Investor loan growth doubled in March: APRA

Investor lending grew at double the rate in March compared with February, but owner-occupied lending continued to outpace investor lending, new APRA data shows.

The Australian Prudential Regulation Authority (APRA) has published its latest monthly authorised deposit-taking institutions statistics (MADIS) for March 2021, in which it said that total residents’ loans and finance leases increased by $17.5 billion – or 0.6 per cent – in March.

In housing lending, investor lending grew by $1.6 billion, or 0.2 per cent. This is up from the growth rate in February, when the portfolio grew by half as much ($800 million) or 0.1 per cent

Meanwhile, the growth rate of owner-occupied loans also rose in March, increasing by 0.7 per cent or $8.3 billion. This is compared with a $6.3-billion increase in February, or a 0.5 per cent rise.

Commenting on the disparity in flows between owner-occupier and investor loans, APRA said: “The strong growth in housing lending is reflective of strong borrower demand for detached dwellings amid low borrowing costs and supported by government measures such as the First Home Loan Deposit Scheme and the HomeBuilder grant.”

December data from the Australian Bureau of Statistics (ABS) showed that the total number of dwelling units commenced rose by 18.6 per cent, driven by a 20-year high in detached house starts (this rose by 26.6 per cent to 33,761 dwellings).

The mortgage books of most major banks recorded modest increases in loan flows, driven largely by owner-occupied lending. However, three of the four major banks recorded increases in investor lending.

The Commonwealth Bank of Australia (CBA) recorded the largest increase in its owner-occupied lending portfolio out of the big four banks, from around $310.6 billion in February to $312.8 billion in March, while its investor lending portfolio increased from $159.2 billion to $160.0 billion.

CBA edged out its big bank peers, with its total loan book increasing from $469.9 billion in February to $472.9 billion in March.

Westpac occupied second position, with its loan book totalling $409.8 billion in March, up from $408.0 billion in February.

The increase was also driven by owner-occupied loan flows, which rose from around $231.0 billion in February to $232.7 billion in March, while its investor loan portfolio remained stable at $177.1 billion.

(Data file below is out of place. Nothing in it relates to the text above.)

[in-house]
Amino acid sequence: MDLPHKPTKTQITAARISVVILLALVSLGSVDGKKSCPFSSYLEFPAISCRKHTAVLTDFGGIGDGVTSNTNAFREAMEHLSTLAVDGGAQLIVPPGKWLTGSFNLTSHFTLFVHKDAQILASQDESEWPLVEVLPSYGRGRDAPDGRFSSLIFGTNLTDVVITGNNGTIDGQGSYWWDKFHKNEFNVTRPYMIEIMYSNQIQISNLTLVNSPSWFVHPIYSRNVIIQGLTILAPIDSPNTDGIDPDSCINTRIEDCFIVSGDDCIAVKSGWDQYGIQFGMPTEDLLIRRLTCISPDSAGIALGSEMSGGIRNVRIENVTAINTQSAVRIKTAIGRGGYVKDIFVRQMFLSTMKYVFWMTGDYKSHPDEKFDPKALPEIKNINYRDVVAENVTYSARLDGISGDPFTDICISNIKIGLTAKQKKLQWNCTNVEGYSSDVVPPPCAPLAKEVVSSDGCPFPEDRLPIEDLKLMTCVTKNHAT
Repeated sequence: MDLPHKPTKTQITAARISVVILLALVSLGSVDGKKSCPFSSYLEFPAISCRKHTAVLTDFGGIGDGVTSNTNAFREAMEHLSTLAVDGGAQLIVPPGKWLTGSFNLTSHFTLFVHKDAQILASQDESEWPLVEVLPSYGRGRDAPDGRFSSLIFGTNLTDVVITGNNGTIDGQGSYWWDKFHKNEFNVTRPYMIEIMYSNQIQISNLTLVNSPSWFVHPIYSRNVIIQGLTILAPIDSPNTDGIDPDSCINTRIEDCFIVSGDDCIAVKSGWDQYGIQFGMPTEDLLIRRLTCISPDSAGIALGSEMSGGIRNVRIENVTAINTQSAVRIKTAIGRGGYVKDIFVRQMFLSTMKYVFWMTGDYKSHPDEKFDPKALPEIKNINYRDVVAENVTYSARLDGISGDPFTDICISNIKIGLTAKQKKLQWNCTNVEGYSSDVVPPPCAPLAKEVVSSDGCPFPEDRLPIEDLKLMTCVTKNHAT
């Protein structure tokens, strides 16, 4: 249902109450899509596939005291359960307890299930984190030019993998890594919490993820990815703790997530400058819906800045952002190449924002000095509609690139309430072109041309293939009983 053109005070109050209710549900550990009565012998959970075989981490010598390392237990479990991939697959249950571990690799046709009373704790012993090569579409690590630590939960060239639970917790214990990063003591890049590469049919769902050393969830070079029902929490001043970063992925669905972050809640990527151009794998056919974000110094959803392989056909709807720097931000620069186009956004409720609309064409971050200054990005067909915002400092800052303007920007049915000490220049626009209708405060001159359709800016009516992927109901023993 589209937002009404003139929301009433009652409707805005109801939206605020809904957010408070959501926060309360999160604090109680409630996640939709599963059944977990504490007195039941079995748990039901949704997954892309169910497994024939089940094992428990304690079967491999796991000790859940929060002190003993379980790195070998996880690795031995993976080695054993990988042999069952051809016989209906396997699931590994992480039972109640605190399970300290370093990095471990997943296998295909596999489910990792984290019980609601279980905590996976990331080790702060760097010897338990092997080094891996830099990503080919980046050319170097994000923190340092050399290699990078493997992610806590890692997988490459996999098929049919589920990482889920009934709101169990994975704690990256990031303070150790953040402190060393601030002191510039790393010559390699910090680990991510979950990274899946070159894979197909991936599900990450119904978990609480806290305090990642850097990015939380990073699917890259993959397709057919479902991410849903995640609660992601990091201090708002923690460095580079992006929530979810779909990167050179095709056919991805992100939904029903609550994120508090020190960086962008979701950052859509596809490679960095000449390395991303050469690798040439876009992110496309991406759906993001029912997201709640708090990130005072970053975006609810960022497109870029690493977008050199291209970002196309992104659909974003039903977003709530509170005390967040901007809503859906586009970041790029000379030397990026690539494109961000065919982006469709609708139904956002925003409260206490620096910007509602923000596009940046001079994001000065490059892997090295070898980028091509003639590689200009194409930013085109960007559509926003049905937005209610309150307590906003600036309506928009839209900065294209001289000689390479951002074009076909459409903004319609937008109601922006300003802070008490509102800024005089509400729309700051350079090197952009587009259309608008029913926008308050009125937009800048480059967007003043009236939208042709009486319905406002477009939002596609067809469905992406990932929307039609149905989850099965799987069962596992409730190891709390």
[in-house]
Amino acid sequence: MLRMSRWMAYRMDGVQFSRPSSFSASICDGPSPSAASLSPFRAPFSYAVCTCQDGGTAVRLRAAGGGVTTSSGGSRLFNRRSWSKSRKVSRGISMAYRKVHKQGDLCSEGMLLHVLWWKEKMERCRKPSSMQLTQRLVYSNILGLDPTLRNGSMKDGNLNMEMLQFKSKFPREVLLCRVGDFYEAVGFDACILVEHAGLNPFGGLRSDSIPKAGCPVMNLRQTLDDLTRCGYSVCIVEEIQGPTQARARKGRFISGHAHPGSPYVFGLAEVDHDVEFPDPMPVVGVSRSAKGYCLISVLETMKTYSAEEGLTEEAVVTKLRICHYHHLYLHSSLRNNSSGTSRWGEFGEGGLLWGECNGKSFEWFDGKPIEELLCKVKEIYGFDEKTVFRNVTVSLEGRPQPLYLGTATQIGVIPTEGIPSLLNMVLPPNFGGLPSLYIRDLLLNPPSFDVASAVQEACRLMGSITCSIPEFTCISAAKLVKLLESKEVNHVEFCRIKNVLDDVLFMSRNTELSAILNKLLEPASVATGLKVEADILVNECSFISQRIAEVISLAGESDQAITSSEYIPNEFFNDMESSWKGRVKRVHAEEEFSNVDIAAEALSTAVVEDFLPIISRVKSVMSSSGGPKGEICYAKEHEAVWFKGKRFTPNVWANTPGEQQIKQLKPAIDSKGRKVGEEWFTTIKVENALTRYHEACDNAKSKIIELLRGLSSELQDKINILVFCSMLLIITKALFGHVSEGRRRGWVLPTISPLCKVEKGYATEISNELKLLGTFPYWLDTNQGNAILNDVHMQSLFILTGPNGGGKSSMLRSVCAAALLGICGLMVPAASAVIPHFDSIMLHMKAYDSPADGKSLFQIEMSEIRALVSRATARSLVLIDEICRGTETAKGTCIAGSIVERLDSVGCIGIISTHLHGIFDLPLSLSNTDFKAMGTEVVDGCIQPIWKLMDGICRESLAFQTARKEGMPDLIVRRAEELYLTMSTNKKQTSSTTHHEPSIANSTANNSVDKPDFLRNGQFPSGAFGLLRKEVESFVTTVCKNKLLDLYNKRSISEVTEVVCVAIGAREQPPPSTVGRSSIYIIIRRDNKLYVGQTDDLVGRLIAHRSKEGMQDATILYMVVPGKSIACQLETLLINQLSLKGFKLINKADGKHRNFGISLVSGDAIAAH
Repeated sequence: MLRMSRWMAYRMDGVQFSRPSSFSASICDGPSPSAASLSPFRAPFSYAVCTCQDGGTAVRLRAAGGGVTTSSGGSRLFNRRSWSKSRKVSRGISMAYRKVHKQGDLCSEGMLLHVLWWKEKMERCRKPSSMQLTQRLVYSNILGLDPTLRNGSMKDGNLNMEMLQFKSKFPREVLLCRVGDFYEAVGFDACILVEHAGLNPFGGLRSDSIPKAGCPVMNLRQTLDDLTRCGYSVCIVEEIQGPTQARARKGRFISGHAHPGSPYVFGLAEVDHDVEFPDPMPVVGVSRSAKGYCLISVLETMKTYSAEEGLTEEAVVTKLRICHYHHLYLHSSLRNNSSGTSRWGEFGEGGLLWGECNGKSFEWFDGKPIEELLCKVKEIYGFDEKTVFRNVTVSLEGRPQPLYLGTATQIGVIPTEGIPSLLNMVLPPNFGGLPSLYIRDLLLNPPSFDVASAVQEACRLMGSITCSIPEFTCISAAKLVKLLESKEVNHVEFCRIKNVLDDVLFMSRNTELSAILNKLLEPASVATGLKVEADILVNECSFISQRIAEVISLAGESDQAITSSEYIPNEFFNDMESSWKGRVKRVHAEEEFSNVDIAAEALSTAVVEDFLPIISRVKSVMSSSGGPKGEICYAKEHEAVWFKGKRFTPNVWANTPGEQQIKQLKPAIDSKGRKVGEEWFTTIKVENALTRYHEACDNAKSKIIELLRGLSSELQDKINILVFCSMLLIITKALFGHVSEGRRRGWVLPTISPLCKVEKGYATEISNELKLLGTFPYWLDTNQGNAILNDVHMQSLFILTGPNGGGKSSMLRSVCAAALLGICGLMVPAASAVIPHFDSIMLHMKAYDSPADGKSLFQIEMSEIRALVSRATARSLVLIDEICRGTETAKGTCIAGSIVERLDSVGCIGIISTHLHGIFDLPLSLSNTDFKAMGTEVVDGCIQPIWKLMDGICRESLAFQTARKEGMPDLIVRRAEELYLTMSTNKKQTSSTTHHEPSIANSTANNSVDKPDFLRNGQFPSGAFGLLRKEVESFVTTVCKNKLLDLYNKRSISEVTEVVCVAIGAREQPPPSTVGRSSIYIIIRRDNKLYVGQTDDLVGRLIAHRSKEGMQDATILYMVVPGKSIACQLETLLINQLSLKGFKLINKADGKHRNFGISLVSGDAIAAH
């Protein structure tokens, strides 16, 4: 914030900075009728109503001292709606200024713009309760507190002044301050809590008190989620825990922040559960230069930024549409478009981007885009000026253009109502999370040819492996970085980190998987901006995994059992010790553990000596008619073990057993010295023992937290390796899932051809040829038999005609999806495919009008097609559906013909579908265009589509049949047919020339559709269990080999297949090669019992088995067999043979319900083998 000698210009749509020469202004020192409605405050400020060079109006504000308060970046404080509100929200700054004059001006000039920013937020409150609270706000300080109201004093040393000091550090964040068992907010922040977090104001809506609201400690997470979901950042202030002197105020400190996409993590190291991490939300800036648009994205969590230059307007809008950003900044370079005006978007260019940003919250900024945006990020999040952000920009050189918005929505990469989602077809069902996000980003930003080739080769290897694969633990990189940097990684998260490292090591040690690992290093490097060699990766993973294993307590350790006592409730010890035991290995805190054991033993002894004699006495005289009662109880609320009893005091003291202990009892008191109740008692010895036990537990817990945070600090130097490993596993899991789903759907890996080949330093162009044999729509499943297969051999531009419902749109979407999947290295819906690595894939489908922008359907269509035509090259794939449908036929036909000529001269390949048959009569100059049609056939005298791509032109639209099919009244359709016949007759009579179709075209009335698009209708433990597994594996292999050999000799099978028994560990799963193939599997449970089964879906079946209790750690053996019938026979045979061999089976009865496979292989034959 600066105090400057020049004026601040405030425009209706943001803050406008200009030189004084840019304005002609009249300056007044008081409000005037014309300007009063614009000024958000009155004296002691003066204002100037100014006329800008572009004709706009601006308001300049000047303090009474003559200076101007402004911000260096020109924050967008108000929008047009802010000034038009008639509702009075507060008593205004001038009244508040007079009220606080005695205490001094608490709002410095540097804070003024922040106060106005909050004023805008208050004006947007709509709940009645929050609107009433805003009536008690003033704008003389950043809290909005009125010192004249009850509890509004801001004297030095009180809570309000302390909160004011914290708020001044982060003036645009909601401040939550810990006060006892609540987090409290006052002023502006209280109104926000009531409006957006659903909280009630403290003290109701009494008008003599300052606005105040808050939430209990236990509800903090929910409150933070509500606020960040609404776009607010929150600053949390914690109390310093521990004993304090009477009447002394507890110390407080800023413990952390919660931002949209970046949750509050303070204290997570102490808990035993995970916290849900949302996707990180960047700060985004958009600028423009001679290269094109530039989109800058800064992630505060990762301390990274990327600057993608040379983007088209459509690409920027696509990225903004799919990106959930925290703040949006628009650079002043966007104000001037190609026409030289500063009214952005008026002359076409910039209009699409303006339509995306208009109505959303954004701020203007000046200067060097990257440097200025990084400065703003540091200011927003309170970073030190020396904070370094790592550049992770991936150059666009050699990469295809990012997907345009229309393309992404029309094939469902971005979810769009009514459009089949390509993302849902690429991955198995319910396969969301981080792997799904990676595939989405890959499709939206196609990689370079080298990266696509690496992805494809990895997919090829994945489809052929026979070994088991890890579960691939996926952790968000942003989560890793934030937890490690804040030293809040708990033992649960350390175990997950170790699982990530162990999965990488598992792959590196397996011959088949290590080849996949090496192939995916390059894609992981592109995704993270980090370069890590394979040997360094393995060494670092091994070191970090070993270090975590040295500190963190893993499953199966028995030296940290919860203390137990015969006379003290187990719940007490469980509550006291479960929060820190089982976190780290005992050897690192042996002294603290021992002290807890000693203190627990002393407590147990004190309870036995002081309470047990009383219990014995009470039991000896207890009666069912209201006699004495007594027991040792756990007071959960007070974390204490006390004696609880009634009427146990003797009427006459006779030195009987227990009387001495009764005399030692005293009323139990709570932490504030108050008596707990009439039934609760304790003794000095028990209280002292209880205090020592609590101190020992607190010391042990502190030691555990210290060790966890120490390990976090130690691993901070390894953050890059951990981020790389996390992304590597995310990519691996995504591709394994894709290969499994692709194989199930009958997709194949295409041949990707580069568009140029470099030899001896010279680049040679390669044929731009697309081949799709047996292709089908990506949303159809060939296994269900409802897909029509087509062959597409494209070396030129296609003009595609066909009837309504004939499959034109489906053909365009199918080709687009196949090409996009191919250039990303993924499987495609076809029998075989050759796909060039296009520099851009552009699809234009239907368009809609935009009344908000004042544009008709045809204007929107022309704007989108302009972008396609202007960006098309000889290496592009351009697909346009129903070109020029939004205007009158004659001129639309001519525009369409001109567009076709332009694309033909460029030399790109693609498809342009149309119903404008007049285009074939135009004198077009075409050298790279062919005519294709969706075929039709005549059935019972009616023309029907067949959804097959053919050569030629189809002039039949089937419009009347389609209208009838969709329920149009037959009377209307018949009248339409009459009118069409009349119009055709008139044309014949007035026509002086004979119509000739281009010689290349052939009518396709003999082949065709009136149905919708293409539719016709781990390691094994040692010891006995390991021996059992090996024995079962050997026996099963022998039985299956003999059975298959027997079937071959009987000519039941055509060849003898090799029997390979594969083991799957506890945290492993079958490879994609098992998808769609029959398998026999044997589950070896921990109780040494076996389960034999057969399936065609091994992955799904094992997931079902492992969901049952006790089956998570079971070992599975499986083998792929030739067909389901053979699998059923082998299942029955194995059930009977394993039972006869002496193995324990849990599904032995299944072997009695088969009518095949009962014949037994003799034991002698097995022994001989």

ANZ nudged out the National Australia Bank (NAB) to secure the third position among the major banks, but its loan book remained largely stable compared with February at around $263.0 billion.

The lender had $175.6 billion in owner-occupied loans while its investor lending portfolio increased from around $87.4 billion in February to around $87.5 billion in March.

National Australia Bank’s (NAB) mortgage book totalled $262.3 billion in March, up from $261.3 billion in February.

The major bank’s owner-occupied loans book increased from $160.3 billion in February to $161.7 billion in March, while its investment loans remained largely stable, decreasing from $100.9 billion in February to $100.6 billion in March.

Meanwhile, the Reserve Bank of Australia’s financial aggregates data for March 2021 revealed that housing credit growth rate has increased to 0.5 per cent (up from 0.4 per cent in February 2021).

The data (which have been sourced from the Australia Bureau of Statistics, APRA and the RBA) showed that annual housing credit growth was at 4.1 per cent in March 2021, up from 3.2 per cent in March 2020.

Personal credit grew by 0.2 per cent in March, after posting a 0.5 per cent decline in February.

On the other hand, annual personal credit declined at a greater rate in March 2021 compared with a year earlier (down 10.7 per cent in March 2021, compared with a 6.7 per cent decline in March 2020).

Business credit grew by 0.3 per cent in March after remaining stable in February, while annual credit declined by 2.6 per cent after growing by 6.3 per cent in March 2020.

Total credit grew by 0.4 per cent in March 2021 compared with a 0.2 per cent growth rate in February.

However, the annual growth rate declined in March 2021 (0.1 per cent) compared with March 2020 (up 3.7 per cent).

From Mortgage Business

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